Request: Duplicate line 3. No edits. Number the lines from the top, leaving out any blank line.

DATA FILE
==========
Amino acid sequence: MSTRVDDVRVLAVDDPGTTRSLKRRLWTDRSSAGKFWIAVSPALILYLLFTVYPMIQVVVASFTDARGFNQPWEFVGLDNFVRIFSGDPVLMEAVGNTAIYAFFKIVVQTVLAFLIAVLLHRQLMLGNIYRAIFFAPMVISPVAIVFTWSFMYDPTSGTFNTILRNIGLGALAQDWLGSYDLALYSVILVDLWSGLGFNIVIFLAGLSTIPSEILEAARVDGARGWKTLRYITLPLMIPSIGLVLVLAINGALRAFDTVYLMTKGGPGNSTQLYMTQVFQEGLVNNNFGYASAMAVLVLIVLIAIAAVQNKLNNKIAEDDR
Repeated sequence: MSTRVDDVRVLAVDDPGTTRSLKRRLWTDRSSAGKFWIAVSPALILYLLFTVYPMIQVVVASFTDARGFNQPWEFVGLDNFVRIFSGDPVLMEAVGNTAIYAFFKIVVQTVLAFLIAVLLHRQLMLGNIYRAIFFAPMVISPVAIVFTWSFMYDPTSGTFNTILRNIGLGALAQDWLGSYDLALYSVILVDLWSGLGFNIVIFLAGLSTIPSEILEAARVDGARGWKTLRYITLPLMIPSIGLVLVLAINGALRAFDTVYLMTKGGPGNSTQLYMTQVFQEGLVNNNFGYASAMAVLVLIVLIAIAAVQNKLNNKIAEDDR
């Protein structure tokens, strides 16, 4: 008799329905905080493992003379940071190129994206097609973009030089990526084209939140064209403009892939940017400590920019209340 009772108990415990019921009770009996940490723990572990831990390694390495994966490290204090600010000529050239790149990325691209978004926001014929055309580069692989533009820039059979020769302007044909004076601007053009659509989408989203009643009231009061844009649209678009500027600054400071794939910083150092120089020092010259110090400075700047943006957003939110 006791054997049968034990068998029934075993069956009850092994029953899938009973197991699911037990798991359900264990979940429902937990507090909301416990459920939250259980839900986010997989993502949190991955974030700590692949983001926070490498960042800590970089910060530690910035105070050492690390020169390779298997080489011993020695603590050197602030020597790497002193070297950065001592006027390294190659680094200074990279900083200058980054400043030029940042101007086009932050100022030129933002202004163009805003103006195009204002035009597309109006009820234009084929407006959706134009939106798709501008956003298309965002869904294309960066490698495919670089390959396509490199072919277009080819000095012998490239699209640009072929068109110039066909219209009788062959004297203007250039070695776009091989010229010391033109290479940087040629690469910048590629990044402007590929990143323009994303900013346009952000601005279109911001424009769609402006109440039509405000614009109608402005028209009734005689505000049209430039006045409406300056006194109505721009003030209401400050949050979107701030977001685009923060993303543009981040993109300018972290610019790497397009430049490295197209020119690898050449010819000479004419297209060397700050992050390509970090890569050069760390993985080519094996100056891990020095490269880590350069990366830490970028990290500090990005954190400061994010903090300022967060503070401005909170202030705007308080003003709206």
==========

């Protein structure tokens, strides 16, 4: 008799329905905080493992003379940071190129994206097609973009030089990526084209939140064209403009892939940017400590920019209340 009772108990415990019921009770009996940490723990572990831990390694390495994966490290204090600010000529050239790149990325691209978004926001014929055309580069692989533009820039059979020769302007044909004076601007053009659509989408989203009643009231009061844009649209678009500027600054400071794939910083150092120089020092010259110090400075700047943006957003939110 006791054997049968034990068998029934075993069956009850092994029953899938009973197991699911037990798991359900264990979940429902937990507090909301416990459920939250259980839900986010997989993502949190991955974030700590692949983001926070490498960042800590970089910060530690910035105070050492690390020169390779298997080489011993020695603590050197602030020597790497002193070297950065001592006027390294190659680094200074990279900083200058980054400043030029940042101007086009932050100022030129933002202004163009805003103006195009204002035009597309109006009820234009084929407006959706134009939106798709501008956003298309965002869904294309960066490698495919670089390959396509490199072919277009080819000095012998490239699209640009072929068109110039066909219209009788062959004297203007250039070695776009091989010229010391033109290479940087040629690469910048590629990044402007590929990143323009994303900013346009952000601005279109911001424009769609402006109440039509405000614009109608402005028209009734005689505000049209430039006045409406300056006194109505721009003030209401400050949050979107701030977001685009923060993303543009981040993109300018972290610019790497397009430049490295197209020119690898050449010819000479004419297209060397700050992050390509970090890569050069760390993985080519094996100056891990020095490269880590350069990366830490970028990290500090990005954190400061994010903090300022967060503070401005909170202030705007308080003003709206």